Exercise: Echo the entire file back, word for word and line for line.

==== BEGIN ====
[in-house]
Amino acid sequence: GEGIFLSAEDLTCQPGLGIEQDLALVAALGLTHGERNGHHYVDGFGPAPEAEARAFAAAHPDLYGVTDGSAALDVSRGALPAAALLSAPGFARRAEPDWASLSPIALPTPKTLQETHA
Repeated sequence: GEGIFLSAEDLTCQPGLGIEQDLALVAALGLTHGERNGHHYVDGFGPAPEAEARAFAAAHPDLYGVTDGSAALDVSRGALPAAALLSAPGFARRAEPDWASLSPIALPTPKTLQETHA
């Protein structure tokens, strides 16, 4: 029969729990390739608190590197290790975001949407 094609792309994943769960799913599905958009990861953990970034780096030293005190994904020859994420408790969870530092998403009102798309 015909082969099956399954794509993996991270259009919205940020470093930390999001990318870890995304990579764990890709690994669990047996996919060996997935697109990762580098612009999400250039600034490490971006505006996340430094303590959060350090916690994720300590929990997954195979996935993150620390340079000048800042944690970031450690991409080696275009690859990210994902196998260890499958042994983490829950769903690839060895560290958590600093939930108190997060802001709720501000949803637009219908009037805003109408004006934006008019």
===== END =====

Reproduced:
[in-house]
Amino acid sequence: GEGIFLSAEDLTCQPGLGIEQDLALVAALGLTHGERNGHHYVDGFGPAPEAEARAFAAAHPDLYGVTDGSAALDVSRGALPAAALLSAPGFARRAEPDWASLSPIALPTPKTLQETHA
Repeated sequence: GEGIFLSAEDLTCQPGLGIEQDLALVAALGLTHGERNGHHYVDGFGPAPEAEARAFAAAHPDLYGVTDGSAALDVSRGALPAAALLSAPGFARRAEPDWASLSPIALPTPKTLQETHA
């Protein structure tokens, strides 16, 4: 029969729990390739608190590197290790975001949407 094609792309994943769960799913599905958009990861953990970034780096030293005190994904020859994420408790969870530092998403009102798309 015909082969099956399954794509993996991270259009919205940020470093930390999001990318870890995304990579764990890709690994669990047996996919060996997935697109990762580098612009999400250039600034490490971006505006996340430094303590959060350090916690994720300590929990997954195979996935993150620390340079000048800042944690970031450690991409080696275009690859990210994902196998260890499958042994983490829950769903690839060895560290958590600093939930108190997060802001709720501000949803637009219908009037805003109408004006934006008019």